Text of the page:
Shareholder Theory

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Shareholder Theory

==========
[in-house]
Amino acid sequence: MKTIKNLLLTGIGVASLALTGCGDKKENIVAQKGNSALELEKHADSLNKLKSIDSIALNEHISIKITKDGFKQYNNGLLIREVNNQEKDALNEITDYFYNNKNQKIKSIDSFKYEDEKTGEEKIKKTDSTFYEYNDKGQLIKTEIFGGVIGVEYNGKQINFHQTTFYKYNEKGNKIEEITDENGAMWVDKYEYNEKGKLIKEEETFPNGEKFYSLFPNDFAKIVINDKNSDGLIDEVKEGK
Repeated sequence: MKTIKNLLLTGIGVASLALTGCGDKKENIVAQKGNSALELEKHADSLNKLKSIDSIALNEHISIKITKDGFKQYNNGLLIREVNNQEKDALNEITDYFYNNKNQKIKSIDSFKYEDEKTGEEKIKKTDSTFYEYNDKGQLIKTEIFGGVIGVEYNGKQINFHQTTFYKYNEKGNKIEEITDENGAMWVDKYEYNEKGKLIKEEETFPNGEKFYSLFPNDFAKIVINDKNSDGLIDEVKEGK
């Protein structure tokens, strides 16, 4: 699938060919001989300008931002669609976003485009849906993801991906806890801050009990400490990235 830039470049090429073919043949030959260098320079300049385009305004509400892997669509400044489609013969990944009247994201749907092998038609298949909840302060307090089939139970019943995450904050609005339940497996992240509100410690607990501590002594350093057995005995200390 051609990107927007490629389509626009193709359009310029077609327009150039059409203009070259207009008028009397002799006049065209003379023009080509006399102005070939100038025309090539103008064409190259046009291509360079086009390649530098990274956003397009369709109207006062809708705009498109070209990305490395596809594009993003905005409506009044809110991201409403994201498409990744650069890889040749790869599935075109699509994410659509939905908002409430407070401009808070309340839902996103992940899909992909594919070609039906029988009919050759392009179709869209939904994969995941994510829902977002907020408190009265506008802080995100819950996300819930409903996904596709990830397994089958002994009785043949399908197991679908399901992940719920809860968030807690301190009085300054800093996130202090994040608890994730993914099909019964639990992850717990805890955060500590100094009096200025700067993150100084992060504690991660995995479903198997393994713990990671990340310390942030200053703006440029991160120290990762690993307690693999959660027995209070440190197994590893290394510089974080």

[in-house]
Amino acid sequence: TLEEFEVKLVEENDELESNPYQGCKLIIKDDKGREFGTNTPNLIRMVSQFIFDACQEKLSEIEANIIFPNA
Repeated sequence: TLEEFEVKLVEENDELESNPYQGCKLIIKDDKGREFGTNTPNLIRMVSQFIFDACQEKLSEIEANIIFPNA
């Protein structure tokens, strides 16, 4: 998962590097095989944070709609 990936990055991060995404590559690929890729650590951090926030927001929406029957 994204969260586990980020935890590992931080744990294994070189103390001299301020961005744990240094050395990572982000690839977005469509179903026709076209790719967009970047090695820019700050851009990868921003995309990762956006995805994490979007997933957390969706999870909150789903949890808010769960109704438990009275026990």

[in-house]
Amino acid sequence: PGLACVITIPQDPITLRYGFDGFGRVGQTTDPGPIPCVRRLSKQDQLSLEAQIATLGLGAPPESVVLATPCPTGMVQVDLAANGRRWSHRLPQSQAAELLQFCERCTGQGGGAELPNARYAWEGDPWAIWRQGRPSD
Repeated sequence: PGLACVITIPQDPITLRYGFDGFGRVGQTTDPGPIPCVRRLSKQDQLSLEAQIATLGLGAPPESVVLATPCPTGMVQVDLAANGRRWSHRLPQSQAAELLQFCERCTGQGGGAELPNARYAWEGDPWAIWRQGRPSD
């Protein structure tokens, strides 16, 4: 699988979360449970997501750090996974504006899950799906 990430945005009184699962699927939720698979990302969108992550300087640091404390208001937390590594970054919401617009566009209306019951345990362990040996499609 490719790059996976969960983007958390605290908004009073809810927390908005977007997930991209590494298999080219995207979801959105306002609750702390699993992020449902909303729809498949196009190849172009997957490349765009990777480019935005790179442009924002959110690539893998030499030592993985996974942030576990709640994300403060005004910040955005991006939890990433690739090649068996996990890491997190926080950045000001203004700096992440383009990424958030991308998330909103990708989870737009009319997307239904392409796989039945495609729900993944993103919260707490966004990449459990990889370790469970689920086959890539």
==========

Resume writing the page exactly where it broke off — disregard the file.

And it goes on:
According to the previously mentioned Stakeholder Theory, the very purpose of the firm is to serve and coordinate the interests of its various stakeholders. These stakeholders can include employees, suppliers, customers and the communities in which the firm operates. It is the moral obligation of the firm's managers to maintain a balance among these interests when directing the activities of the firm. Shareholder Theory, on the other hand, focuses strictly on those who have a monetary share of the company. According to this view, a firm’s only purpose is to serve the needs and interests of the company’s owners. In many industries there are companies that seem to follow a stakeholder theory framework while guiding the majority of interests towards the shareholders and ultimately enforcing a shareholder theory framework. An analysis of shareholder theory applied to the management styles found in major league baseball has revealed such a conflict of interest. According to shareholder theorists such as the Nobel winning economist Milton Friedman, managers should only focus on serving the interests of the firm's shareholders. In an article he published in the New York Times, The Social Responsibility of Business is to Increase its Profits, he states, “Responsibility is to conduct the business in accordance with their [shareholder’s] desires, which generally will be to make as much money as possible while conforming to the basic rules of the society, both those embodied in law and those embodied in ethical custom.” (Friedman, 1970) Freidman goes on to discuss the social obligations of the firm as confined to making good on contracts, obeying the law, and adhering to ordinary moral expectations. He assumes that if society has outlined most ethical and moral standards with corporate law, then the company’s obligations to non-shareholders will be fulfilled with lawful business practices. Again, this view poses the usual question when...
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